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Explore Shanghai

Shanghai Hotels

Shanghai’s a thriving metropolis where East meets West and the relics of colonial China huddle below gleaming skyscrapers, glitzy malls, and swanky restaurants. Financial bigwigs take tea next to foreign tourists, while the city’s young professionals and students party all night to electro pop and hip hop. Take a stroll along the Huangpu River from the Bund – Shanghai’s colonial heart – and you’ll be faced with a vision of modern China, as soaring glass high-rises twinkle out over the river from Pudong, Shanghai’s new big business homeland.

Things to see

No trip to Shanghai’s complete without a stroll around the Bund, the city’s original financial hotspot. Soak up the vintage glamour pouring out from majestic art deco and neoclassical buildings, relics from Shanghai’s colonial heyday. Old school traditions are showcased on Nanjing Road where authentic tea houses hustle for your business among flashing neon signs. Close by, colorful statue-shrouded Jing’an Temple’s a serene spot for some reflection away from the urban hubbub. Make a beeline for Pudong Riverside Promenade’s at dusk when the balmy nighttime air has a cooling breeze from the Huangpu River and twinkly lights from Pudong’s skyscrapers reflect in the glassy waters. If you’re in need of some retail therapy, Xujiahui Shopping District’s brimming with trendsetting stores, while across the water in Pudong, the China Art Palace’s red temple-like building soars out as the city’s newest cultural hub, showcasing modern Chinese art.

Hotels in Shanghai

Shanghai’s not short of accommodation options. At the top end palatial-looking 4 and 5-star hotels draw in China’s uber rich, and are pristine places to spoil yourself. If you feel like splashing out, you’ll be treated to grand domed marble-clad lobbies, opulent suites with rooms as big as some apartments, and the softest cloud-like bedding. If your wallet doesn’t stretch to such luxuries, you can choose from one of Shanghai’s mid-range hotels, favored by business travelers and families thanks to their modest prices and wide-ranging amenities. On the lower end, 2-star guesthouses, inns, and motels offer the best discount rates.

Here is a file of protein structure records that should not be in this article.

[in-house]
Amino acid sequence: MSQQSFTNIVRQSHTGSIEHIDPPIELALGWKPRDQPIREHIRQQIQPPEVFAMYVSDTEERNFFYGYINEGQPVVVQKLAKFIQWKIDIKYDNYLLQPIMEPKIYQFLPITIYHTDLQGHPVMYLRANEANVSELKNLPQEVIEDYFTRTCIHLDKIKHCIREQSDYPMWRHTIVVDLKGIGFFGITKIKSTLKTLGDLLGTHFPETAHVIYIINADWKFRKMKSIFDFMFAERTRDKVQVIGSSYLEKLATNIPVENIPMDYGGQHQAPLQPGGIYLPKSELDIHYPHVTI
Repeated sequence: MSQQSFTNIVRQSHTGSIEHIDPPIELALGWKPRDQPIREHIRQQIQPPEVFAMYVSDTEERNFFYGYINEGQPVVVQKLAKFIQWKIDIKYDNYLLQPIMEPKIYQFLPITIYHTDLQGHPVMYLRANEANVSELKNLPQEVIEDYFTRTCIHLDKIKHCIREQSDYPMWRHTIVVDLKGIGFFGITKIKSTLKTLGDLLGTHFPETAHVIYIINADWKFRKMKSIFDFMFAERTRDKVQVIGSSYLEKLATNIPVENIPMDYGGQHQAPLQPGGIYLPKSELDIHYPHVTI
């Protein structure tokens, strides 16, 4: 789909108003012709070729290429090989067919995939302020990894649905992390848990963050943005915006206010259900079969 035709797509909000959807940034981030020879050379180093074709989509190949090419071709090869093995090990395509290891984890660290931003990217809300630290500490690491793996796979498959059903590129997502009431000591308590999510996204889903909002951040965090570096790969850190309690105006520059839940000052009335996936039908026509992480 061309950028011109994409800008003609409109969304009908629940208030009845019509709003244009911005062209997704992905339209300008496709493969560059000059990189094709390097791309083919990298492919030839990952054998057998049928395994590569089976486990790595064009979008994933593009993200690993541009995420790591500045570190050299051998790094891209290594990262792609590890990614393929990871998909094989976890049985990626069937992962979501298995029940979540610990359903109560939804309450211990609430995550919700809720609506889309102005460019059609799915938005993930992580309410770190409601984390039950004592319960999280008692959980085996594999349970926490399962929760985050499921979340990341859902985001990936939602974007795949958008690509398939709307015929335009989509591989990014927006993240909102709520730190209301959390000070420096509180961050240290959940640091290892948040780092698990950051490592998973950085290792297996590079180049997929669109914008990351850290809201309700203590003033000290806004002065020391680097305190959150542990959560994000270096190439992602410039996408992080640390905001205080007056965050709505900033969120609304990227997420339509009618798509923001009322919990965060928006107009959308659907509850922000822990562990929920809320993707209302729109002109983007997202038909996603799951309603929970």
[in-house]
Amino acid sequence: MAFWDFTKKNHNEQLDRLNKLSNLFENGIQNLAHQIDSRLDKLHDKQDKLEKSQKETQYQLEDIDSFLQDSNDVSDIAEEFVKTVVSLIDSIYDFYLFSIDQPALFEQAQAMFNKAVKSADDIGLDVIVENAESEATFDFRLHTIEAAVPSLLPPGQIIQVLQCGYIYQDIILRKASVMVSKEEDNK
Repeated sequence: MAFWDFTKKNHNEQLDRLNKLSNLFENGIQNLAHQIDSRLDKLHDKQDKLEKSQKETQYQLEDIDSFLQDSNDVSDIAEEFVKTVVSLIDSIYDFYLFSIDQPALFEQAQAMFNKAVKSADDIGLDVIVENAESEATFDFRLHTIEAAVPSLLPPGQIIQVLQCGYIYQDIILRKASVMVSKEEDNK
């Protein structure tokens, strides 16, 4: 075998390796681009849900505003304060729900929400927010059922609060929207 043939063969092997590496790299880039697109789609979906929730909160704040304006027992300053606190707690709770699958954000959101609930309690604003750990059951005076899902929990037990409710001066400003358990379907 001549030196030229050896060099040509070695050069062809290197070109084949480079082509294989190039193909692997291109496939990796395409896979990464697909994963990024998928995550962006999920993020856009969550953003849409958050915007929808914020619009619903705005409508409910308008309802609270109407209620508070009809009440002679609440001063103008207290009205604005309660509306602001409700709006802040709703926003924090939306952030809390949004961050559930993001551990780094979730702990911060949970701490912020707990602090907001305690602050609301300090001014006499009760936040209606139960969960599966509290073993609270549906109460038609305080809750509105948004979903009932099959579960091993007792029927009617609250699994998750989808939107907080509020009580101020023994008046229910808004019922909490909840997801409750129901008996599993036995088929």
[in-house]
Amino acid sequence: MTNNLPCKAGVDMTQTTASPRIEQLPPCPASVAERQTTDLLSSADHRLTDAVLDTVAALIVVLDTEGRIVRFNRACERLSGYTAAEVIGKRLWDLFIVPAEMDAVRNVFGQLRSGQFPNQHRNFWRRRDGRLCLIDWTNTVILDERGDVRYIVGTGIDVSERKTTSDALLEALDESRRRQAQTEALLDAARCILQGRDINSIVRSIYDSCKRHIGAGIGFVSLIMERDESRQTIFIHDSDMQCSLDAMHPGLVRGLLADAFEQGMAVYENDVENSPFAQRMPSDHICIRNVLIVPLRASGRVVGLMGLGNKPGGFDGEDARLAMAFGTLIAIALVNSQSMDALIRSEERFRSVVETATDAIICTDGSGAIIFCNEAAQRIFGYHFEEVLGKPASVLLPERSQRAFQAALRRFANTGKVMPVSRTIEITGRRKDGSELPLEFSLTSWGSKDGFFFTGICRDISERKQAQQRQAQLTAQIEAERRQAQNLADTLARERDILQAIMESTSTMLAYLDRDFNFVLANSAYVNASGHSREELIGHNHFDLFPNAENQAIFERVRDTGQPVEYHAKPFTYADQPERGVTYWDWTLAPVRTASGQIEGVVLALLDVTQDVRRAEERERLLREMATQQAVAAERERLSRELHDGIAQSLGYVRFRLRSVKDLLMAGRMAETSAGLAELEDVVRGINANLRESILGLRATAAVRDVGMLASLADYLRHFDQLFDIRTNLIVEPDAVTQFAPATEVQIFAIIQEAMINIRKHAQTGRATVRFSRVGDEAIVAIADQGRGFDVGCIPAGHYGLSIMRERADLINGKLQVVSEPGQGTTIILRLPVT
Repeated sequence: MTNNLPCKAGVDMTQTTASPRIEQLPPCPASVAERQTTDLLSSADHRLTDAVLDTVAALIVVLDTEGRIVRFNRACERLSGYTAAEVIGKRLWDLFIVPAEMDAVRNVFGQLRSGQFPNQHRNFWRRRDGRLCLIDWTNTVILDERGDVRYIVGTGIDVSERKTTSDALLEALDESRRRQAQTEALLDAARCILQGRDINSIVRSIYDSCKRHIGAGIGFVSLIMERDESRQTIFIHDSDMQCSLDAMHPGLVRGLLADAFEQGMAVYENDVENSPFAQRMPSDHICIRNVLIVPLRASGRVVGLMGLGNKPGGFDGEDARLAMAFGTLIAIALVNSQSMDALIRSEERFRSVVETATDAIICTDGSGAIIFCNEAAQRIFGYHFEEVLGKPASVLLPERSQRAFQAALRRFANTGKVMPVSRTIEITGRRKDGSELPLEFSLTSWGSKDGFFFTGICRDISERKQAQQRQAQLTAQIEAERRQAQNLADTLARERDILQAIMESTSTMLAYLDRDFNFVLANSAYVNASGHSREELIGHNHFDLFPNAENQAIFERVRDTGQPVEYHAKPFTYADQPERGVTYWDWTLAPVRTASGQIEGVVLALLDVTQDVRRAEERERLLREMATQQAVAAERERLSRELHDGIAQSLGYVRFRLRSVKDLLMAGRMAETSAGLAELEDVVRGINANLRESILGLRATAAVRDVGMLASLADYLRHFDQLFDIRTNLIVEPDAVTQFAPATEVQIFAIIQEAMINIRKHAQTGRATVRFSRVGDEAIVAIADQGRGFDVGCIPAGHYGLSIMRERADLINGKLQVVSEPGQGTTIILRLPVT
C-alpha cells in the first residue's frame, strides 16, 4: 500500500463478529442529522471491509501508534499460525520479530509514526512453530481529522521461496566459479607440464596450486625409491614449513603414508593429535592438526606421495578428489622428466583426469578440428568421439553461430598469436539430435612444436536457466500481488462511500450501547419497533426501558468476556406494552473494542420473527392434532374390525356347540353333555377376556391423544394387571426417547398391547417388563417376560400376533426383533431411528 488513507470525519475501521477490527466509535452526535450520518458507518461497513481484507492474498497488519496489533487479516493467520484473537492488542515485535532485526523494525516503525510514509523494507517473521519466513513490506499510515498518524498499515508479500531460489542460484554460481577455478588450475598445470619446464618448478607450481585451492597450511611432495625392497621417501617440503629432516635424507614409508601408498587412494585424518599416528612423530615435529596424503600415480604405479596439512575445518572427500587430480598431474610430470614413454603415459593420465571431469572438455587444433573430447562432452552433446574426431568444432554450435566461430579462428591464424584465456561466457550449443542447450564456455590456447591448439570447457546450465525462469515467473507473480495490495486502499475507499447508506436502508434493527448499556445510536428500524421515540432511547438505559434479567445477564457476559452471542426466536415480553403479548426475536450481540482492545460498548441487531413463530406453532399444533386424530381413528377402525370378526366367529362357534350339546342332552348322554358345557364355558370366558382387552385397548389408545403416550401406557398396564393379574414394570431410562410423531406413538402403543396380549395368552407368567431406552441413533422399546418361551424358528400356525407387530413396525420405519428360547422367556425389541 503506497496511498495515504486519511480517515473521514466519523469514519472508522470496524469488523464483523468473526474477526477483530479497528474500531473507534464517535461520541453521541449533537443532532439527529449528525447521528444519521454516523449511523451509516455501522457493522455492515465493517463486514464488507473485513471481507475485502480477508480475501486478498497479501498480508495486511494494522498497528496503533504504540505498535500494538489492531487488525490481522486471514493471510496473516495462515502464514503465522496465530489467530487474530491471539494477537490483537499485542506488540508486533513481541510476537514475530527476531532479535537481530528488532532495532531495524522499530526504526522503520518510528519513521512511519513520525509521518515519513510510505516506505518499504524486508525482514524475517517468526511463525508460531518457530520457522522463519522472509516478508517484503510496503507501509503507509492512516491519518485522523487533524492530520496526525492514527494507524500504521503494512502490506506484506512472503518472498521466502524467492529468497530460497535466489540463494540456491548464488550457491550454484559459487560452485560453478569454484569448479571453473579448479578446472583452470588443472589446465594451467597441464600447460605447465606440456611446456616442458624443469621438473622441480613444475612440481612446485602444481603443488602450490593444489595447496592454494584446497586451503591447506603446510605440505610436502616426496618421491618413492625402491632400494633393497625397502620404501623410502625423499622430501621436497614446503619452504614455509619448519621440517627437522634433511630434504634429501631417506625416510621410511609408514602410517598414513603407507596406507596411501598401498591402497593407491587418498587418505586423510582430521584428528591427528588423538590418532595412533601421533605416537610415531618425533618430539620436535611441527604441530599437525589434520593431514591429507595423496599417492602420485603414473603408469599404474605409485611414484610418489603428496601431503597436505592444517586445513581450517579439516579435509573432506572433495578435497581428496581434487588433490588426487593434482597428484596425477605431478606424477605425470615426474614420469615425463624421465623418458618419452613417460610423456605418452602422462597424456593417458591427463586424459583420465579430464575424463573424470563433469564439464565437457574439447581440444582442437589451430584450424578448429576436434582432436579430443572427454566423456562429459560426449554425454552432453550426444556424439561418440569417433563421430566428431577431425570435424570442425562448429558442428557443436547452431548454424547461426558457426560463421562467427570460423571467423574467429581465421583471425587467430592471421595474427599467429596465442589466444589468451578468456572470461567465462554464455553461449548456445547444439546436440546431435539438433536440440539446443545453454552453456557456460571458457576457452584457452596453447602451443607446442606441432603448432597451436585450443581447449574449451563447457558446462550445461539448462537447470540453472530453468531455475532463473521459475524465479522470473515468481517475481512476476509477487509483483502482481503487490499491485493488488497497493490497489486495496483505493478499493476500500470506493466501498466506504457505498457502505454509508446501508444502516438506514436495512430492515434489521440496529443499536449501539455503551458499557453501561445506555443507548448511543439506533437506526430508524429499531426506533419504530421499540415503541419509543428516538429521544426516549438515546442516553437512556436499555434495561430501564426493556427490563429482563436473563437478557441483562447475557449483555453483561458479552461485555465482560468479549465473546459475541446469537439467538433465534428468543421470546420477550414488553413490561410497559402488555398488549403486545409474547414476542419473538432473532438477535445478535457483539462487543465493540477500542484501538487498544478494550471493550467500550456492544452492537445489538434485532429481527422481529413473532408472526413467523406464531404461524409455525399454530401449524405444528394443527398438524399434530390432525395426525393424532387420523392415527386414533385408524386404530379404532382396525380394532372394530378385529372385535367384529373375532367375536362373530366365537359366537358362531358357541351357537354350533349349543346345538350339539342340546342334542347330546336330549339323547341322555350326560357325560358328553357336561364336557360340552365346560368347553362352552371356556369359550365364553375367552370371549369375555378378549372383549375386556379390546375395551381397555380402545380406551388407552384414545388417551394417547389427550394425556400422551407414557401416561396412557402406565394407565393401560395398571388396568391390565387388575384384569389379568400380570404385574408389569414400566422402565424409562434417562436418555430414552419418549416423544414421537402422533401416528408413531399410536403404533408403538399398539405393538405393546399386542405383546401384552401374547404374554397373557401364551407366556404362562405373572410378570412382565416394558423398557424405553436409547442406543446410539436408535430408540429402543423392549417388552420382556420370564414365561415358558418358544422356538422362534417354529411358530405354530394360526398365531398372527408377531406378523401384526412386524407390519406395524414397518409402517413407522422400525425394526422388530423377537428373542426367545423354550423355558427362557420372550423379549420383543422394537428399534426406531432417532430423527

Where to stay

Modern Shanghai’s divided in two by the Huangpu River. On one side is Shanghai proper, where many tourists stay and where most of the city’s top attractions and colonial appeal can be found. If you stay around the Bund you’ll be surrounded by historic buildings, and many hotels offer stunning river view rooms. Nanjing Road’s a buzzing neon-drenched spot with traditional tea rooms and a mishmash of stores. Close to this, Xuhui mixes European flair with modern city living in the French Concession, where colonial mansions line magnolia tree-lined boulevards brimming with pavement cafés close to thriving Xujiahui Shopping District.

How to get to Shanghai

Pudong International Airport’s a major transit hub with plenty of flights from Asia, Europe and beyond. A hi-speed Maglev train can take you from the airport to Longyang Road Station in Pudong where you can pick up the metro. Otherwise you can take the metro direct from the airport, spring for a cab or arrange a transfer with your hotel. Smaller Hongqiao International Airport serves mostly domestic routes and is linked to the city via the metro. Getting around Shanghai can be overwhelming at rush hour when workers squeeze on to the metro and buses. Avoid using this time and you should be fine.

Shanghai travel guides

Shanghai Travel Guides